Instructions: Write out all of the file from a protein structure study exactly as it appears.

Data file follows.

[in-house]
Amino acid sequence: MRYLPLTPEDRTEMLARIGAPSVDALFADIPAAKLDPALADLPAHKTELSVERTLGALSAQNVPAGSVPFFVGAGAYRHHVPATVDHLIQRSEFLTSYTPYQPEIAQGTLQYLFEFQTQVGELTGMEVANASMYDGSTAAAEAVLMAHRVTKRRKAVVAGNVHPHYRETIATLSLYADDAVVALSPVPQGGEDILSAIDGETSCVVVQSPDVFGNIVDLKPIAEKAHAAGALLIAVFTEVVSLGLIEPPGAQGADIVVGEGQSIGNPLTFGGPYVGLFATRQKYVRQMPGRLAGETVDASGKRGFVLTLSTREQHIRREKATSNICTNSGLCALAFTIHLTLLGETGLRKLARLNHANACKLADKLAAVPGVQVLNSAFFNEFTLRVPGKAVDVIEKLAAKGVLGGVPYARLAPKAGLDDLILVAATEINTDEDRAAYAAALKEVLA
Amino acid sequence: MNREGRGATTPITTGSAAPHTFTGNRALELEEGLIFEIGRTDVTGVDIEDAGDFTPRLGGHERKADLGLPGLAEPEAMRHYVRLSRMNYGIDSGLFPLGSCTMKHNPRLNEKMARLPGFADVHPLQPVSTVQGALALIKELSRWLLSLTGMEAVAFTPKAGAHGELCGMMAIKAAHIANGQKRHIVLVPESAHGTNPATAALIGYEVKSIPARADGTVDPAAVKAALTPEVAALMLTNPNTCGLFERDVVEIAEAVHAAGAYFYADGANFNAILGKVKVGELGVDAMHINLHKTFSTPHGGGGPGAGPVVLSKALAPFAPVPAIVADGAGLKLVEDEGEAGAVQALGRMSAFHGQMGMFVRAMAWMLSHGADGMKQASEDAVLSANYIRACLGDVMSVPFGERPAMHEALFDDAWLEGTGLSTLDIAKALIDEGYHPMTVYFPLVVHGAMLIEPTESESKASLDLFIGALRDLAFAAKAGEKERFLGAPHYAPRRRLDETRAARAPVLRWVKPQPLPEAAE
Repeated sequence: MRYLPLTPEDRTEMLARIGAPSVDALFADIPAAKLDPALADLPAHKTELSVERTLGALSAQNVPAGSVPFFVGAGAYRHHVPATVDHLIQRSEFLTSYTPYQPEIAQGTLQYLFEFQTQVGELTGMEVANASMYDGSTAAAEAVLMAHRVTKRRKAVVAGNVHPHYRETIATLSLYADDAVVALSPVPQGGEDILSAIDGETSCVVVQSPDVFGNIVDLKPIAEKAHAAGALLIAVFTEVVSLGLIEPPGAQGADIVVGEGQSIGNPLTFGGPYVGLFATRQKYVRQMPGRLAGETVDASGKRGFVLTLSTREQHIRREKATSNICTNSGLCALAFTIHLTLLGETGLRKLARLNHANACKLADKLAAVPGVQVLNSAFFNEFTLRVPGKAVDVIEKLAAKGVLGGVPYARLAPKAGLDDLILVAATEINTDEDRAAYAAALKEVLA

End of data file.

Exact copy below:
[in-house]
Amino acid sequence: MRYLPLTPEDRTEMLARIGAPSVDALFADIPAAKLDPALADLPAHKTELSVERTLGALSAQNVPAGSVPFFVGAGAYRHHVPATVDHLIQRSEFLTSYTPYQPEIAQGTLQYLFEFQTQVGELTGMEVANASMYDGSTAAAEAVLMAHRVTKRRKAVVAGNVHPHYRETIATLSLYADDAVVALSPVPQGGEDILSAIDGETSCVVVQSPDVFGNIVDLKPIAEKAHAAGALLIAVFTEVVSLGLIEPPGAQGADIVVGEGQSIGNPLTFGGPYVGLFATRQKYVRQMPGRLAGETVDASGKRGFVLTLSTREQHIRREKATSNICTNSGLCALAFTIHLTLLGETGLRKLARLNHANACKLADKLAAVPGVQVLNSAFFNEFTLRVPGKAVDVIEKLAAKGVLGGVPYARLAPKAGLDDLILVAATEINTDEDRAAYAAALKEVLA
Amino acid sequence: MNREGRGATTPITTGSAAPHTFTGNRALELEEGLIFEIGRTDVTGVDIEDAGDFTPRLGGHERKADLGLPGLAEPEAMRHYVRLSRMNYGIDSGLFPLGSCTMKHNPRLNEKMARLPGFADVHPLQPVSTVQGALALIKELSRWLLSLTGMEAVAFTPKAGAHGELCGMMAIKAAHIANGQKRHIVLVPESAHGTNPATAALIGYEVKSIPARADGTVDPAAVKAALTPEVAALMLTNPNTCGLFERDVVEIAEAVHAAGAYFYADGANFNAILGKVKVGELGVDAMHINLHKTFSTPHGGGGPGAGPVVLSKALAPFAPVPAIVADGAGLKLVEDEGEAGAVQALGRMSAFHGQMGMFVRAMAWMLSHGADGMKQASEDAVLSANYIRACLGDVMSVPFGERPAMHEALFDDAWLEGTGLSTLDIAKALIDEGYHPMTVYFPLVVHGAMLIEPTESESKASLDLFIGALRDLAFAAKAGEKERFLGAPHYAPRRRLDETRAARAPVLRWVKPQPLPEAAE
Repeated sequence: MRYLPLTPEDRTEMLARIGAPSVDALFADIPAAKLDPALADLPAHKTELSVERTLGALSAQNVPAGSVPFFVGAGAYRHHVPATVDHLIQRSEFLTSYTPYQPEIAQGTLQYLFEFQTQVGELTGMEVANASMYDGSTAAAEAVLMAHRVTKRRKAVVAGNVHPHYRETIATLSLYADDAVVALSPVPQGGEDILSAIDGETSCVVVQSPDVFGNIVDLKPIAEKAHAAGALLIAVFTEVVSLGLIEPPGAQGADIVVGEGQSIGNPLTFGGPYVGLFATRQKYVRQMPGRLAGETVDASGKRGFVLTLSTREQHIRREKATSNICTNSGLCALAFTIHLTLLGETGLRKLARLNHANACKLADKLAAVPGVQVLNSAFFNEFTLRVPGKAVDVIEKLAAKGVLGGVPYARLAPKAGLDDLILVAATEINTDEDRAAYAAALKEVLA